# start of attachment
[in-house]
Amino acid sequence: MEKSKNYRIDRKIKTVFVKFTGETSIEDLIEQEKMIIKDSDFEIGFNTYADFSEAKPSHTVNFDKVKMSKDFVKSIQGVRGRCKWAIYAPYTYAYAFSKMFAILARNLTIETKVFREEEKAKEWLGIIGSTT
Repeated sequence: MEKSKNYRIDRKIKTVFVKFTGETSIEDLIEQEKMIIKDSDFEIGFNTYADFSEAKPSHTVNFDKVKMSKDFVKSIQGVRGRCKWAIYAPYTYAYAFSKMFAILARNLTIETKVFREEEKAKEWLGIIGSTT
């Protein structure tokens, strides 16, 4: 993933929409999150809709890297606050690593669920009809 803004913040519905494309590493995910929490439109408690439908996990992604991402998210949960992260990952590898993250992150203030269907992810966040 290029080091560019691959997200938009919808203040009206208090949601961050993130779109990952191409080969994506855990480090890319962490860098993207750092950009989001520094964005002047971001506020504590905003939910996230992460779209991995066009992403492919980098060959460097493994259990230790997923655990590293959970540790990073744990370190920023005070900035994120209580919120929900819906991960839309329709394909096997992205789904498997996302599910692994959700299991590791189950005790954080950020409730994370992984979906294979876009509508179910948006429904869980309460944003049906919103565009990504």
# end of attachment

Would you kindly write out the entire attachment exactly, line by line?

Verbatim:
[in-house]
Amino acid sequence: MEKSKNYRIDRKIKTVFVKFTGETSIEDLIEQEKMIIKDSDFEIGFNTYADFSEAKPSHTVNFDKVKMSKDFVKSIQGVRGRCKWAIYAPYTYAYAFSKMFAILARNLTIETKVFREEEKAKEWLGIIGSTT
Repeated sequence: MEKSKNYRIDRKIKTVFVKFTGETSIEDLIEQEKMIIKDSDFEIGFNTYADFSEAKPSHTVNFDKVKMSKDFVKSIQGVRGRCKWAIYAPYTYAYAFSKMFAILARNLTIETKVFREEEKAKEWLGIIGSTT
């Protein structure tokens, strides 16, 4: 993933929409999150809709890297606050690593669920009809 803004913040519905494309590493995910929490439109408690439908996990992604991402998210949960992260990952590898993250992150203030269907992810966040 290029080091560019691959997200938009919808203040009206208090949601961050993130779109990952191409080969994506855990480090890319962490860098993207750092950009989001520094964005002047971001506020504590905003939910996230992460779209991995066009992403492919980098060959460097493994259990230790997923655990590293959970540790990073744990370190920023005070900035994120209580919120929900819906991960839309329709394909096997992205789904498997996302599910692994959700299991590791189950005790954080950020409730994370992984979906294979876009509508179910948006429904869980309460944003049906919103565009990504």